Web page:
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What is an Alternative College?

Gregory Hanson
Gregory Hanson

An alternative college seeks to achieve better educational outcomes by employing non-traditional methods of pedagogy or academic organization. Some alternative colleges avoid using conventional grades, relying instead on other forms of evaluation. Other such colleges are organized in ways that challenge the conventional western university model. In some other cases, an alternative college might do away with the traditional timetable for university education or with conventional methods for content delivery.

A classic western-style college is a mix between hierarchical and egalitarian systems of organization. Typically, faculty members are broadly equal with one another, and enjoy a certain degree of academic and job security thanks to a tenure system that limits the ability of administrators to remove them. Some colleges have attempted to do away with the institution of tenure, in an attempt to make faculty members more accountable for their success as educators. Bennington College in Vermont was one of the first schools to adopt this practice, and many colleges, particularly for-profit colleges, have followed this example.

Woman standing behind a stack of books
Woman standing behind a stack of books

Students in a typical college attend classes, do work, and receive letter grades as an indication of their progress. In an alternative college, different methods of assessment are sometimes used in place of the traditional grading system. Evergreen College famously issues non-grade evaluations of student work, with the intent to reduce stress on students, allowing them to focus more effectively on simply learning and growing intellectually. This philosophy hinges on the idea that evaluations are most useful when they re-direct student effort and attention, instead of simply acting as filters to screen out students whose performance is not up to par.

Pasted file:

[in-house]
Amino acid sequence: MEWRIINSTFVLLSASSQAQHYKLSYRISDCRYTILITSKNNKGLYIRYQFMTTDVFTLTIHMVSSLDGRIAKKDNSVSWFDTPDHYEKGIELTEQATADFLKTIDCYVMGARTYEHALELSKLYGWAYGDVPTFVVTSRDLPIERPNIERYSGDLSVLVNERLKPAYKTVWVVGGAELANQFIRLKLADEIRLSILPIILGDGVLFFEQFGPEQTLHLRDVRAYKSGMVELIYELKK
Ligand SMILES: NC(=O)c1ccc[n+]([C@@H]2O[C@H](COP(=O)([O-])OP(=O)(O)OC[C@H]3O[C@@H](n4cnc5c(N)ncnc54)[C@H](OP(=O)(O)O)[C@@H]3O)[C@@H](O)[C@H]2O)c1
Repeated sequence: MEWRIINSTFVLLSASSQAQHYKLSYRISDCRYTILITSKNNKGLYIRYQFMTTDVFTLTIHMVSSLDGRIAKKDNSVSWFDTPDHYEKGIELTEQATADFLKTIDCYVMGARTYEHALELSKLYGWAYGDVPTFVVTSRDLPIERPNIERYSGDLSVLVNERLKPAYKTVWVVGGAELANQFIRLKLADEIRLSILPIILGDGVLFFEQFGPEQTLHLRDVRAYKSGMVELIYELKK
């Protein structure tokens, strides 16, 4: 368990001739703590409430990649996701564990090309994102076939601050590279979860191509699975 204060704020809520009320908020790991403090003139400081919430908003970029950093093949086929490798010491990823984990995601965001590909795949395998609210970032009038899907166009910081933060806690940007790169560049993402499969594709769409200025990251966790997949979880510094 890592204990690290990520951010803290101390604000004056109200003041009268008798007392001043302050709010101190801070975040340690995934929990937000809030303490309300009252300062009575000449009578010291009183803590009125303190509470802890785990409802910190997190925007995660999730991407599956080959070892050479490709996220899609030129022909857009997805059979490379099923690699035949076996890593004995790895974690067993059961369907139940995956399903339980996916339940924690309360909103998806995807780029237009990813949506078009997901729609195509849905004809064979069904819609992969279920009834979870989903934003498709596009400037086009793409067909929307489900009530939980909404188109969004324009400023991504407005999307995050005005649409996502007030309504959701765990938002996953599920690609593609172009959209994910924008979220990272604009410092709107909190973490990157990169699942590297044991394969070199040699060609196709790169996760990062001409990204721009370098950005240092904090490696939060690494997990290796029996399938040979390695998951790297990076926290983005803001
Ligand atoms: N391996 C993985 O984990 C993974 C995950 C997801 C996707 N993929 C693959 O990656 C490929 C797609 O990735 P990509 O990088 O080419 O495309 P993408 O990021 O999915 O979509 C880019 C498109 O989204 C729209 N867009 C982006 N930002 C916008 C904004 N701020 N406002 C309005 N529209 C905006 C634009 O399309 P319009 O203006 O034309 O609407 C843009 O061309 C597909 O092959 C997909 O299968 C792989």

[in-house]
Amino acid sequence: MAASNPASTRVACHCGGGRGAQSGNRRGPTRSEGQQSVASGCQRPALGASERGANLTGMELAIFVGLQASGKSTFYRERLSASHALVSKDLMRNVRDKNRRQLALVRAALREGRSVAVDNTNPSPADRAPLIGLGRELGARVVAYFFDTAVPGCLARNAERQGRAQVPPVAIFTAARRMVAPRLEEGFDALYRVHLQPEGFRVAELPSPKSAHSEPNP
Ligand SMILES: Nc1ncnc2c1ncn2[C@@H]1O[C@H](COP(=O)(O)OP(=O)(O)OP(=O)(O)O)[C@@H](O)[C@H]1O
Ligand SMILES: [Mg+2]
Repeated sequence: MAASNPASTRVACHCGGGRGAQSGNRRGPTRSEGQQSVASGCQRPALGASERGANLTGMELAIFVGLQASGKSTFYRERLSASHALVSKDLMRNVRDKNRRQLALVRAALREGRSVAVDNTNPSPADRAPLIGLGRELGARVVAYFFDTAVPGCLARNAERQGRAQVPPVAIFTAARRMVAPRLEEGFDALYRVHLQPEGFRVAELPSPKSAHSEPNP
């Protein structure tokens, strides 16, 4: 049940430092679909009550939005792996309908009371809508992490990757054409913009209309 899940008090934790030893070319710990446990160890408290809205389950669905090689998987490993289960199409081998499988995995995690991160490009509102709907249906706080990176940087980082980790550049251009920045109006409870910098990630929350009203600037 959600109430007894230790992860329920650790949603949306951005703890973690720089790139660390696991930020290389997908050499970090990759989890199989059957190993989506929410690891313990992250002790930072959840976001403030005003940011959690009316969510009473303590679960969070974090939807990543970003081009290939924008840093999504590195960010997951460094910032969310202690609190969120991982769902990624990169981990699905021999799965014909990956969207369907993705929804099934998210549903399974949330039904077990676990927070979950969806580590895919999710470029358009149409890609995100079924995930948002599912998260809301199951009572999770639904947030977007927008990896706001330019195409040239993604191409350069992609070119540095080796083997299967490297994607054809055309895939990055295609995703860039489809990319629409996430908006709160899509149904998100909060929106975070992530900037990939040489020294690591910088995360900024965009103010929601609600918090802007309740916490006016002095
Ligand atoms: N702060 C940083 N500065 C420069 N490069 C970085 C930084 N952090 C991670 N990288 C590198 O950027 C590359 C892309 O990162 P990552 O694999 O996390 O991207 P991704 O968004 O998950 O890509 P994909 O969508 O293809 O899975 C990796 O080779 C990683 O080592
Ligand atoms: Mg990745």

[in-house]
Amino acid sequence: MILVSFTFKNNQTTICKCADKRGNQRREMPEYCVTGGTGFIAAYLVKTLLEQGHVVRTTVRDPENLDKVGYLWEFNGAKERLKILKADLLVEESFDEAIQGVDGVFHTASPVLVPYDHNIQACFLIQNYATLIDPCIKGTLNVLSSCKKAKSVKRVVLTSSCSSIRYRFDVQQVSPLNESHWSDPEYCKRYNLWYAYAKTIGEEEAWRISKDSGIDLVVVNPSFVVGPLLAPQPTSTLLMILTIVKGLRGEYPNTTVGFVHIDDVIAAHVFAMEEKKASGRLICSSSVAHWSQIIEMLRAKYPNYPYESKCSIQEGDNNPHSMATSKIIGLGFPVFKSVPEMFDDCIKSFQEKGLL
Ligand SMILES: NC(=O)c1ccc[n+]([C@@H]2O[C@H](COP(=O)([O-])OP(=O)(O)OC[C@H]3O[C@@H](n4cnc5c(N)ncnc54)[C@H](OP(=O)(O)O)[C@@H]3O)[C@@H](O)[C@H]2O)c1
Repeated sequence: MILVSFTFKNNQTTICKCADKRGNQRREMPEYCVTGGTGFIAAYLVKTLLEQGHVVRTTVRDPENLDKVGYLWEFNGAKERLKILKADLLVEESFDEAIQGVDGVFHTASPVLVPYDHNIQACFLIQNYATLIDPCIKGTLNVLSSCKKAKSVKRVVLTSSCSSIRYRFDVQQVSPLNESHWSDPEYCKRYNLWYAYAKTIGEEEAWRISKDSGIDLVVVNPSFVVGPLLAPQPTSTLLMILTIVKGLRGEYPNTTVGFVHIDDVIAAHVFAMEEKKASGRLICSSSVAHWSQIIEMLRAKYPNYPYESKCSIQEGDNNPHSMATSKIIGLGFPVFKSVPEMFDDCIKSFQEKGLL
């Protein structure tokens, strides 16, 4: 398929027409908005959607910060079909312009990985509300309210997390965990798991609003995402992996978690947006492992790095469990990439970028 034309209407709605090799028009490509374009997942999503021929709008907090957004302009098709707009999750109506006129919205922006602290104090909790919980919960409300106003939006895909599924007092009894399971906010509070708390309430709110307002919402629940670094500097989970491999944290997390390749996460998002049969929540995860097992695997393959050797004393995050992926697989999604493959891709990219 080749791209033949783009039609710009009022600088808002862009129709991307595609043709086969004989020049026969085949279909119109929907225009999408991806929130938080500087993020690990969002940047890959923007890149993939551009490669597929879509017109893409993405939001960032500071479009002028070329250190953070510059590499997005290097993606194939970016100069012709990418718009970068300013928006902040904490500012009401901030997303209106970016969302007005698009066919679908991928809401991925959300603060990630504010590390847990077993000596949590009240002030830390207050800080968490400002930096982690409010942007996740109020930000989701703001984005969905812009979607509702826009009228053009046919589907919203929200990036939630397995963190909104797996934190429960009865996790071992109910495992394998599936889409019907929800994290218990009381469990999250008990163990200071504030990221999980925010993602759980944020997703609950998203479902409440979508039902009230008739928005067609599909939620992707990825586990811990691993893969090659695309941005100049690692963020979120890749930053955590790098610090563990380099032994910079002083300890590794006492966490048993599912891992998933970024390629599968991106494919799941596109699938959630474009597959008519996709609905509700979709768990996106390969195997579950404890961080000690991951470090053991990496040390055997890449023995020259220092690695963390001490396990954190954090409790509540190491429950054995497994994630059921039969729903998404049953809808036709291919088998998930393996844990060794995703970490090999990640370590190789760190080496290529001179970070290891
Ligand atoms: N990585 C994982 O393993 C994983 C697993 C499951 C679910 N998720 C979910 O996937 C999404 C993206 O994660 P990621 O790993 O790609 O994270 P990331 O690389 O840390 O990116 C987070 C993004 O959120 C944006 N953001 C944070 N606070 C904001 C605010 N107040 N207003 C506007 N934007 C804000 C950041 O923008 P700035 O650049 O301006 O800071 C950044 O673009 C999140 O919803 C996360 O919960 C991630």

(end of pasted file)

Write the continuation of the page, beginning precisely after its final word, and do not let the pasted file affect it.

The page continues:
Ordinary colleges offer classes during semesters or quarters, and in these colleges students take several classes at the same time. One school of thought contends that this model leads to distracted and unfocused students. In some cases, an alternative college may offer classes in a different format. Cornell College is famous for having students take a single class at a time, with the idea that this will allow them to more effectively focus their efforts and may make the transitions between different phases of a series of related but challenging courses less difficult for students.

The rise of the Internet produced other models for how an alternative college might be structured. Some colleges offer all of their content online, a practice that has great potential advantages, especially for delivering educational content to students with unusual schedules or in remote locations. More loosely-structured alternative colleges have also begun to appear on the internet. Eventually, this sort of alternative college, based loosely on the idea of open-source education, might serve as a way to connect academics interested in offering their services as charitable contributions with students who might otherwise be unable to gain access to higher education.

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